Is Your Team Culturally Intelligent?

  • 08
  • May

We are working in an increasingly culturally diverse world. Innovations like affordable air travel and the Internet coupled with economic and political Globalisation have meant that people from all corners of the world have begun to interact like never before. The world’s expatriate population is growing by 5% year on year, and 80% of millennials want to work abroad in their careers.

In our work coaching work teams across the Middle East, we have known this to be the case for a while. Our region perhaps more than most places in the world is a melting pot of people from practically every continent and culture you could name. Every time we walk into a room to coach, you expect to hear that there are multiple nationalities present, and this is increasingly becoming normal for people in other regions too.

The paradox within teams we work with often is that where you would think this rich cultural diversity could offer the team a wealth of complementary experience and knowledge that would support it’s growth, instead it creates the opposite – misunderstanding, a lack of trust and hesitation, leading to an inability to achieve results.

Why is this the case? Essentially, we are all human animals who are conditioned to fear the unknown or the simply different. When faced with someone from a different nation, race, culture or background, we think ‘you are different to me’ which creates a guarded response, when we should be thinking ‘you are just different like me’.

When we identify an intercultural issue within a team, we encourage the team members to develop the mindset of being an intercultural learner (as opposed to being the opposite – an intercultural critic). We help them to develop a greater acceptance of the differences on the team, to be able to consciously override the outdated hard wiring in our brains that fears difference, and become curious about the possibilities if we understand, trust and connect with the other people around us.

Cultural learners get to understand that we all view the world through a combination of three lenses that drive our behaviour. These are ‘guilt/innocence’, ‘shame/honour’ and ‘fear/power’. Some people have an even balance of these three and others will be strongly conditioned to fall under one of them. We learn them through our life experience from our parents, our community, schooling, and nation. One is not better than the other, you cannot say one is right and one is wrong, they are just different.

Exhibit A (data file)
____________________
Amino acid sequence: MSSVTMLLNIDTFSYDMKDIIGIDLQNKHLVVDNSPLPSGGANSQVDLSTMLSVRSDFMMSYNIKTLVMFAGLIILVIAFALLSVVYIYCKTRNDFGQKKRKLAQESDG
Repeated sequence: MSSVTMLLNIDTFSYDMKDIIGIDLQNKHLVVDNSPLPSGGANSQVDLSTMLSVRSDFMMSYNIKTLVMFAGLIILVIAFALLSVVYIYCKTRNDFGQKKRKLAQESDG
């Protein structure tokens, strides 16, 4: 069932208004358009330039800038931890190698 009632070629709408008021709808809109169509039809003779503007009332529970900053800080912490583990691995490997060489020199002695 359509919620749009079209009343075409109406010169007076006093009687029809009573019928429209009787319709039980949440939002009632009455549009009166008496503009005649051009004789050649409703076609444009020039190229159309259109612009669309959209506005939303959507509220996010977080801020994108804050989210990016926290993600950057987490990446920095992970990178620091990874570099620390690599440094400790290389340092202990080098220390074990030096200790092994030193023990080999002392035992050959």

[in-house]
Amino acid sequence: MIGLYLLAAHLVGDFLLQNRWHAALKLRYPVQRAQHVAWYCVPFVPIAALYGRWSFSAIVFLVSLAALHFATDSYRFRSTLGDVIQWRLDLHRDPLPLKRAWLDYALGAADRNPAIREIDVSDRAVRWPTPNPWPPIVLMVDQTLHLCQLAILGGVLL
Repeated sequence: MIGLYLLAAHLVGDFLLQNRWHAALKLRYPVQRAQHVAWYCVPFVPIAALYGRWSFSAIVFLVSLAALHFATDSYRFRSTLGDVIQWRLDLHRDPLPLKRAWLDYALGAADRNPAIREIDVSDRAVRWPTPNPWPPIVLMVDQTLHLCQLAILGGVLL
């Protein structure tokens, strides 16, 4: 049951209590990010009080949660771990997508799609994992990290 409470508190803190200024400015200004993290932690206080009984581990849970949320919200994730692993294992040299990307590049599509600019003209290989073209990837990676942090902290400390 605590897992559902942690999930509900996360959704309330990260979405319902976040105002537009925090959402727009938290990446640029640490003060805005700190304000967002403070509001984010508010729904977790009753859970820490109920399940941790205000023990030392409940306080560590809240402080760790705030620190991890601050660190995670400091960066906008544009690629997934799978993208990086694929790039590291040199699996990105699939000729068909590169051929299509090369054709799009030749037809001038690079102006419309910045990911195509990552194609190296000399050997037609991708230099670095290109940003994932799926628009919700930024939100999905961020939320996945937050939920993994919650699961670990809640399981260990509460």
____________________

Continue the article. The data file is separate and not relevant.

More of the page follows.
When we raise this level of awareness within teams and get them to work through their own world views as individuals and a team, the understanding it generates can be transformational. Appreciating that the reason they have a lack of trust or destructive relationships is simply down to the way each other sees the world can quickly take them to a place where the problems can be repaired.

As the world grows ever more connected, and the need for talent to cross borders rises, the need to work in teams with different people you may not understand at first glance will only increase. It’s important that teams recognize this and work towards being cultural learners rather than cultural critics.

What You Can Do Next…

Here are three things your team can do to become a more interculturally intelligent team:

Have a Conversation
Sit down as a team with the specific aim of sharing information on each other’s cultural background and beliefs. This can be a light-hearted discussion, or as serious as you want and are ready for. The aim is to generate an understanding of each other’s cultural lens and be aware of the differences. Remember – you are different like me, not different to me.

Create Your Team’s Own Intercultural Cultural Space
Once you have recognized each other’s own cultural background and beliefs, it’s time to create your team’s own cultural space This is not my space or your space, but our space. One where we agree to co-exist in harmony. You will need to discuss, define and agree on what this looks like.

Create a Charter
Once you have discussed this, then you might like to create a physical charter where you record your commitments around your team’s shared culture. This then becomes something that everyone can refer to and live by, that they commit to and guides your actions and decisions.

If you feel you need help with this process of creating your team’s intercultural space and agreement, let us know – it’s what we do for teams every day!